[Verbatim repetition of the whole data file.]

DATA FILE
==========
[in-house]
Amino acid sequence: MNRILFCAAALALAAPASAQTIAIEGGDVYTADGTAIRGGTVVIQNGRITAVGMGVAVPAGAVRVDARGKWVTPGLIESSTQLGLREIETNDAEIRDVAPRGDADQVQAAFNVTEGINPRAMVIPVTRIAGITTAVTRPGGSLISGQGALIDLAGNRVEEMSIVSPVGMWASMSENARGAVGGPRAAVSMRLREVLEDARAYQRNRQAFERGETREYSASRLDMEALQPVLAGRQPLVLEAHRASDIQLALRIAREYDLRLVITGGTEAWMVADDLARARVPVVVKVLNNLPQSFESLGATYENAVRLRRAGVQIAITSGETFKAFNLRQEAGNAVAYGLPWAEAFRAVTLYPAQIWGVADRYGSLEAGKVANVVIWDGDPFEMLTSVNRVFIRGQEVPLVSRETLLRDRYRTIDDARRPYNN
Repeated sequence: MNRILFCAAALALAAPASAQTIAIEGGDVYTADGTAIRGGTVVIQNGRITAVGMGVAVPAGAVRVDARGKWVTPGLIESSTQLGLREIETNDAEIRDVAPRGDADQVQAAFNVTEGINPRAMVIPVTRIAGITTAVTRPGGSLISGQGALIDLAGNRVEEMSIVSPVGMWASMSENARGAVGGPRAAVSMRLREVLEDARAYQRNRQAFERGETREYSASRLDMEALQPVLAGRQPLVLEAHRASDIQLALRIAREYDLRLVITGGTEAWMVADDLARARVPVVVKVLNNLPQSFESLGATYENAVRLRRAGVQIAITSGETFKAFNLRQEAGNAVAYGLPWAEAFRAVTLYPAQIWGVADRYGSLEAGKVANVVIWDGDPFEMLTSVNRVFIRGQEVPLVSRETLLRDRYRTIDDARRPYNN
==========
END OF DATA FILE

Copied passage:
[in-house]
Amino acid sequence: MNRILFCAAALALAAPASAQTIAIEGGDVYTADGTAIRGGTVVIQNGRITAVGMGVAVPAGAVRVDARGKWVTPGLIESSTQLGLREIETNDAEIRDVAPRGDADQVQAAFNVTEGINPRAMVIPVTRIAGITTAVTRPGGSLISGQGALIDLAGNRVEEMSIVSPVGMWASMSENARGAVGGPRAAVSMRLREVLEDARAYQRNRQAFERGETREYSASRLDMEALQPVLAGRQPLVLEAHRASDIQLALRIAREYDLRLVITGGTEAWMVADDLARARVPVVVKVLNNLPQSFESLGATYENAVRLRRAGVQIAITSGETFKAFNLRQEAGNAVAYGLPWAEAFRAVTLYPAQIWGVADRYGSLEAGKVANVVIWDGDPFEMLTSVNRVFIRGQEVPLVSRETLLRDRYRTIDDARRPYNN
Repeated sequence: MNRILFCAAALALAAPASAQTIAIEGGDVYTADGTAIRGGTVVIQNGRITAVGMGVAVPAGAVRVDARGKWVTPGLIESSTQLGLREIETNDAEIRDVAPRGDADQVQAAFNVTEGINPRAMVIPVTRIAGITTAVTRPGGSLISGQGALIDLAGNRVEEMSIVSPVGMWASMSENARGAVGGPRAAVSMRLREVLEDARAYQRNRQAFERGETREYSASRLDMEALQPVLAGRQPLVLEAHRASDIQLALRIAREYDLRLVITGGTEAWMVADDLARARVPVVVKVLNNLPQSFESLGATYENAVRLRRAGVQIAITSGETFKAFNLRQEAGNAVAYGLPWAEAFRAVTLYPAQIWGVADRYGSLEAGKVANVVIWDGDPFEMLTSVNRVFIRGQEVPLVSRETLLRDRYRTIDDARRPYNN